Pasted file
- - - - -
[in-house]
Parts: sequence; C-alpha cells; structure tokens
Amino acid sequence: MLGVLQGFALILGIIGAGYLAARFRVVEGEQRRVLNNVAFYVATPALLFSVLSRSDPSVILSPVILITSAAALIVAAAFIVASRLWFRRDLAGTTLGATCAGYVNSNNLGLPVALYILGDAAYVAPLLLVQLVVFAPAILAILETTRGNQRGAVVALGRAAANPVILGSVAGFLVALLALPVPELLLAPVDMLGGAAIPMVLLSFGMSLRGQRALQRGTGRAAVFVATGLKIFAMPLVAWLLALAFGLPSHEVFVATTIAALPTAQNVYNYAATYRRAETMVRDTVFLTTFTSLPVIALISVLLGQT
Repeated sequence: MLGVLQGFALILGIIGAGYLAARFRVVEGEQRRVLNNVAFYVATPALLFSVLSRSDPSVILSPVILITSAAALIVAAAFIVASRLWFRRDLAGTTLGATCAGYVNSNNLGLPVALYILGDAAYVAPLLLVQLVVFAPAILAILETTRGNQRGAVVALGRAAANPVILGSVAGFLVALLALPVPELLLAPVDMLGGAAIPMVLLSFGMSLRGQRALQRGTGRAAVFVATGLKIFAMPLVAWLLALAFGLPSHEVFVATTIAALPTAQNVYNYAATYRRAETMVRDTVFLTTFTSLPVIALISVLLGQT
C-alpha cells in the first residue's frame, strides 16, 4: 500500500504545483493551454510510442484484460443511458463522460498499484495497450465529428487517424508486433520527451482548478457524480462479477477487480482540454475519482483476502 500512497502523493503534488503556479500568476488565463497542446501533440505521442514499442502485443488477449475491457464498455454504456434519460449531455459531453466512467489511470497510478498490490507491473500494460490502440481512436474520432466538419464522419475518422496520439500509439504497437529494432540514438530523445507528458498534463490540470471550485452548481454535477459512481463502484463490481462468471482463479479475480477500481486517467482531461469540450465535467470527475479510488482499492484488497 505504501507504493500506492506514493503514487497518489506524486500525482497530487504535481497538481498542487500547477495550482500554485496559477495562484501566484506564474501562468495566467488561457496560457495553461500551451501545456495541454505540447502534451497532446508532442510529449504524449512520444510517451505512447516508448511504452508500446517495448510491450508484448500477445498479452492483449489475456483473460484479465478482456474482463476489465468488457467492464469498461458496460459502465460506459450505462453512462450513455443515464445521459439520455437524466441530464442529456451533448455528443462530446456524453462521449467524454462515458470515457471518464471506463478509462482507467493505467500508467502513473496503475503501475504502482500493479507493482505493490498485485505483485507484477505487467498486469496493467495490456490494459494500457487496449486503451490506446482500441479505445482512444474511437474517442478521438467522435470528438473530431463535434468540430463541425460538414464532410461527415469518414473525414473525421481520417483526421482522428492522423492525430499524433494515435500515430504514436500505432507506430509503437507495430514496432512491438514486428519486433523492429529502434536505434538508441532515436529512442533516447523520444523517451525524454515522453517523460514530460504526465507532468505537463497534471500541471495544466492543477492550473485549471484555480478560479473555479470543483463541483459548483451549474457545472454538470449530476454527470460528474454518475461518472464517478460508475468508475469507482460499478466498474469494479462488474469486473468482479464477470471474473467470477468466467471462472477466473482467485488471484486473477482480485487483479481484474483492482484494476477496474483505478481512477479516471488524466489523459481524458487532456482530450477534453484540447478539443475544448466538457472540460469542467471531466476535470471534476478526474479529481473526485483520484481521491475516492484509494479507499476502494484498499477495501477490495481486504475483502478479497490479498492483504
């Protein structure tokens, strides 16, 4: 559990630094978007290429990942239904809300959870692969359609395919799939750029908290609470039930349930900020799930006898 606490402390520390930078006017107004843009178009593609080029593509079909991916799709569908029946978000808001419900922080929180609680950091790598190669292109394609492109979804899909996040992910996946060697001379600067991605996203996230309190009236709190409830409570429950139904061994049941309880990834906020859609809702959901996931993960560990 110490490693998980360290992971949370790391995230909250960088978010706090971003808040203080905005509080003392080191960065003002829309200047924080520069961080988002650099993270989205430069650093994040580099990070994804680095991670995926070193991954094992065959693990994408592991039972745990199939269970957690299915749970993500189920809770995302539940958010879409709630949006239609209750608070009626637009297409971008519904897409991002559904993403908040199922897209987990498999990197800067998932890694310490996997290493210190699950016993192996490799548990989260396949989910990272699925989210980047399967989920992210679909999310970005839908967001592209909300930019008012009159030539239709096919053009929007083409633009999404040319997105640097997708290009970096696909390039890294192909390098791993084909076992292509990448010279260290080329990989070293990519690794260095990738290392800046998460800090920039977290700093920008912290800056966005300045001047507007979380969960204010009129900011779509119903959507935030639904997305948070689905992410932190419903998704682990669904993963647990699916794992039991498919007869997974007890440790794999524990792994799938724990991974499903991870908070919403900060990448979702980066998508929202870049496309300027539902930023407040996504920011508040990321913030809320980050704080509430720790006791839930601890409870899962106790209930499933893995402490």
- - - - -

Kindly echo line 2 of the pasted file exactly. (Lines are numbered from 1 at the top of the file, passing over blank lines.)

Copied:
Parts: sequence; C-alpha cells; structure tokens